Ep. 162: Right for the Wrong Reasons
Nathan Fox October 15, 2018
Well, y’all, the time for change is nigh! The digital LSAT is coming in 2019, and LSAC has drafted a press release to give you all the juicy info. The guys take a hard look at the PR roll out for this thing to bring you the latest on the digital version of the test—and they poke fun at LSAC along the way. They also talk about how Ben is feverishly making changes to the LSAT Demon and how the guys are both brimming with excitement for the next Thinking LSAT Liveclass in Chicago later this month. Make sure you visit ThinkingLSAT.com to learn more. Plus, Nathan and Ben take a look at some Khan Academy faux pas, and a few listener questions.
There’s a ton of additional materials you can get by catching The Thinking LSAT community elsewhere on the interwebs. So you should totally dive deeper. Check out these links to get more out of the show:
Catch the guys live this month at Thinking LSAT LIVE in Chicago—10.20-21
7:56 – The guys kick off the show with a thorough run down of the upcoming transition to the digital LSAT. That’s right, dear listeners, the rule of technology is upon us. By September 2019, you can ditch your pencils and start using those well-honed mobile-device skills you’ve been building up most of your lives. LSAC is rolling out the digital LSAT in July 2019. But it won’t be a complete hose down at launch. At first, it’ll be more like the Flintstones meet the Jeffersons. LSAC will deploy iPads to about half of test takers, while other test takers will be stuck using crude pencils. And the best part? During this transition, it seems like LSAC is basically giving everyone a free shot at the LSAT. In July, you can take the test, then you can see your score, and if you don’t like it you can retake the test for free. AND if you don’t like your score, it won’t be recorded on your official record. So basically it’s like this shit didn’t happen unless you wanted it to. Crazy, right? The guys read through the entire LSAC press release and offer spicy commentary throughout. Plus we’re giving you a sneak peek at the Digital LSAT user interface below. Enjoy!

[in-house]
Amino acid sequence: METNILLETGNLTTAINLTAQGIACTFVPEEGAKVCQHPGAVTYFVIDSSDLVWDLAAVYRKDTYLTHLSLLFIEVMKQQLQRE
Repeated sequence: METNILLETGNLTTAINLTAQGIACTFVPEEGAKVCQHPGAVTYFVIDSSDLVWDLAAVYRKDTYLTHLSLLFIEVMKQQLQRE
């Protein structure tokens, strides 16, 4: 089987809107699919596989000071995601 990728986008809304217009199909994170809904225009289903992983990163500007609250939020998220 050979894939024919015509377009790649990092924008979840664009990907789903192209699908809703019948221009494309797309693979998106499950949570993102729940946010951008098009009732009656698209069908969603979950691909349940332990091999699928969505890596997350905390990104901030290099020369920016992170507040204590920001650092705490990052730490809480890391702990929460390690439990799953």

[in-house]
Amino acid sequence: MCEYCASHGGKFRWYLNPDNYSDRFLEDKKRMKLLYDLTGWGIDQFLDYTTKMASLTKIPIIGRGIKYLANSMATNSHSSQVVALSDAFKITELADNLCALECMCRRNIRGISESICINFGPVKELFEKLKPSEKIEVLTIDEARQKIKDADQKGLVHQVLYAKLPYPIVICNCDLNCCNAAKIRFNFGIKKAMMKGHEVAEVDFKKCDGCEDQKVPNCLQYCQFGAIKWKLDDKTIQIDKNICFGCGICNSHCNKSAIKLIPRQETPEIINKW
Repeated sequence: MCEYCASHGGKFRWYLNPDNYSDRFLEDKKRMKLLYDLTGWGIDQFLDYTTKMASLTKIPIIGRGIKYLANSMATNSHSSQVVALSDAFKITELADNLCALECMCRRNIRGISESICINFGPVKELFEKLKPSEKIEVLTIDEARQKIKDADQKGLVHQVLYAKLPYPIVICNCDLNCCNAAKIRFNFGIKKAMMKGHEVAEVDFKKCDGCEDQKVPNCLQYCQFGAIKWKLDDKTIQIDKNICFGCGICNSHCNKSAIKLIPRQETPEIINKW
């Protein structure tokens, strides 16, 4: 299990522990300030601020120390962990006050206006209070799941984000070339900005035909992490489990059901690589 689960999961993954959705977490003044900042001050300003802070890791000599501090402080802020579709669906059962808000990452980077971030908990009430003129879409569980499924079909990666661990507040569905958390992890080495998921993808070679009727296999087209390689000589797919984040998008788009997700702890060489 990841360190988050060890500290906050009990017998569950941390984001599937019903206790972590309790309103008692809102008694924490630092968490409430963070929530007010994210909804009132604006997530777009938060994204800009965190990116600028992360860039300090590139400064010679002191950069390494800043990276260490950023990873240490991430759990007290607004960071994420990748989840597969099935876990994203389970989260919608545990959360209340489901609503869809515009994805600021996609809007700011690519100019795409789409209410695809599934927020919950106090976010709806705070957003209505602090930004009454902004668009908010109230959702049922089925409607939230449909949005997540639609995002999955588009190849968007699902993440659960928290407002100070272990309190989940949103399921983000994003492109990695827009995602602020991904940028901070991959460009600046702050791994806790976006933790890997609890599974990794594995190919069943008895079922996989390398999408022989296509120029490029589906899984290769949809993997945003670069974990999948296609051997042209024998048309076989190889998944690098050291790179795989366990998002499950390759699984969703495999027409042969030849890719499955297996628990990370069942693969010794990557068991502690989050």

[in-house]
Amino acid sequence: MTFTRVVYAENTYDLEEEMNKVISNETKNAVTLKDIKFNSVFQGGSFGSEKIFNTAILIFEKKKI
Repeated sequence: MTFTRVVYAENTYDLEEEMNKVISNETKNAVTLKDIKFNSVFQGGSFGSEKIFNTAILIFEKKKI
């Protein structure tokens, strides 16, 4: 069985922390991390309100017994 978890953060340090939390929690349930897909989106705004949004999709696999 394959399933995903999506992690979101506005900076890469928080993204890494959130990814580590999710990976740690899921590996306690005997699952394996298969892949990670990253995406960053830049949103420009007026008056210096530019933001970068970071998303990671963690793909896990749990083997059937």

33:03 – When it comes to RC, Khan academy has a, dare we say, unique way of tackling problems. It involves getting that pencil out and mindlessly drawing all over your passage as you read. That’s right, dear readers. It’s MARKUP time. Otherwise known as drawing and craft hour with the LSAT. Do you comprehend more? Does it help to follow their advice? It’s anybody’s guess, but Nathan and Ben have their money on “no.”
39:23 – Anon has some bangin’ credentials. Two Bachelor’s degrees with a 3.95 GPA. She’s also coming up on her final year of a PhD at Harvard, having already completed a Master’s there with a cumulative graduate school GPA of 3.9. Her cold diagnostic on the LSAT was 162. And she’ll be just 27 years old when she graduates. HELLO. Now she’s thinking about law school and she’s got a few questions. She’s just about to achieve her PhD—is law school as a next move a bad idea? Will the PhD be a boon for her or will it hurt her in the admissions process? Is she too old to go to law school? Lastly, she’s curious about Northeastern’s law school, where they offer a gradeless, co-op style education. Will this non-traditional program help or hurt her? Tune in to hear the guys burn through anon’s questions one by one.
46:40 – Anon has a conundrum. She’s planning to apply to law school but she’s nervous about asking folks at work for a letter of recommendation. She works in a gossipy, incestuous place, and she’s worried that if she asks someone for a letter of rec, they’ll leak the fact that she’s on the outs and she’ll get shit-canned on the best projects over the next 8-20 months. She asks the guys for advice, and they weigh in on her sitch.
56:06 – Katie writes in to point out that Khan Academy is a bit confused when it comes to necessary assumption vs. sufficient assumption questions. She shares an explanation from KA where they show you how to get an answer right, but for all the wrong reasons. And because this is one of the most common errors Ben and Nathan see, they give the topic some love. Hear how the guys think about necessary vs. sufficient assumption questions so you don’t make this potentially fatal flaw on your next LSAT.